When you first begin looking into moving to a community geared toward active adults, it can be very overwhelming. How do you know which is the right one for you? A great place to start is the actual type of community.
Within the older adult housing industry, one of the terms you are bound to hear is Life Plan Community. Life Plan Communities have independent living, as well as more clinical care settings such as assisted living, memory support, and/or skilled nursing. Often, these communities offer robust life enrichment programming, social group activities, and onsite dining. As residents’ needs change, they transition through the levels of care without needing to move to another community. They are also usually the most costly option, as they often require a sizable entrance fee in addition to monthly services fees.
Life Plan Communities are comprehensive, but they are not the right solution for everyone. Many active adults prefer to make their next move one in which their neighbors are like-minded individuals who are in a similar life stage but still have all the flexibility that comes with living independently. Active adult communities for residents age 55 and better, like The Spring at Silverton, typically offer a full social calendar with exciting, enriching programming, as well as the friendship and camaraderie of neighbors who care about and look out for each other. They may or may not have dining onsite, as in many situations, residents enjoy cooking for themselves and/or dining out at a variety of local restaurants.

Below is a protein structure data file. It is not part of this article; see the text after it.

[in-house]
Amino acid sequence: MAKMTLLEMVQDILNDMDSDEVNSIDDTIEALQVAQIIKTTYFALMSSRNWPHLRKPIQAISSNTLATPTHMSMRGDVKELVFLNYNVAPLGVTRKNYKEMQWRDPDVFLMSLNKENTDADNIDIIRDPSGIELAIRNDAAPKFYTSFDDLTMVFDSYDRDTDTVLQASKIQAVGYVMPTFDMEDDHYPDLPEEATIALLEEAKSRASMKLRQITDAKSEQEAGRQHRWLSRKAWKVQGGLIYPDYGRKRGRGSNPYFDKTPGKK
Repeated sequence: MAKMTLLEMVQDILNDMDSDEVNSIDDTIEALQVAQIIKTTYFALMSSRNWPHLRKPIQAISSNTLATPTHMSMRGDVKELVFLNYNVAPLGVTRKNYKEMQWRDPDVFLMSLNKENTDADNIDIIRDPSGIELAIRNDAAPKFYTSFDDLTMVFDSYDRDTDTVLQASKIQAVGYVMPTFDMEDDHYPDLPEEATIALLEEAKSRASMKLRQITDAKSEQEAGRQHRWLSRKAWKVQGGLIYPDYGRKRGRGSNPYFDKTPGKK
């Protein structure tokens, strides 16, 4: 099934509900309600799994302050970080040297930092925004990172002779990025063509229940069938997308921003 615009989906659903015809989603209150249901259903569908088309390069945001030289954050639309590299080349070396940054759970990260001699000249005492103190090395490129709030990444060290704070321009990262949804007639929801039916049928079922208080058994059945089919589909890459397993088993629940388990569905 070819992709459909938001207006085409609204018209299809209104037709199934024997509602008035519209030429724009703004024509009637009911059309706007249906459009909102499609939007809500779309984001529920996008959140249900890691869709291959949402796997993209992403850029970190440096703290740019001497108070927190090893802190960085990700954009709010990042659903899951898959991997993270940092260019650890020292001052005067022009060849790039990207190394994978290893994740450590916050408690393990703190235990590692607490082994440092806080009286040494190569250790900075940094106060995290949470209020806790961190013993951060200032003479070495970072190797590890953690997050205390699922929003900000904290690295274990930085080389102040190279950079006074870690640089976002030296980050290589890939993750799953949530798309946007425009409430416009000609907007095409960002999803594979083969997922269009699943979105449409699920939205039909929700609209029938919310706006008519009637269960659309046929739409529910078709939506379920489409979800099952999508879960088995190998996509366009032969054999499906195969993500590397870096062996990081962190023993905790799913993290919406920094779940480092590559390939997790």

Active adult communities most often are more cost-effective than Life Plan Communities, as they are frequently a rental contract. There is usually a security deposit or community fee, and the monthly rent begins upon occupancy of the residence. If you are downsizing from a house, this type of community makes for a simple transition – without the need for a large outlay of money in order to move in, you have the flexibility to move and sell your house after you are settled into your new apartment.
Should residents’ needs change down the road, they may choose to move to an assisted living community or other clinical care setting, or they may be able to bring private duty care into their residences to assist them. Each community is different regarding whether or not care may be brought in, so be sure to ask the community representative during the sales process. At The Spring at Silverton, residents are welcome to have caregivers in their residences, so long as they remain safe.
Each type of community has its pros and cons; as you do your research and start identifying what is most important to you in how you envision your next home, you may even want to write down the pros and cons as you see them – because what is a pro to one person may be a con to another.
Now that you have a better understanding of the types of communities available, how do you compare the communities you research? Stay tuned – that is next week’s topic!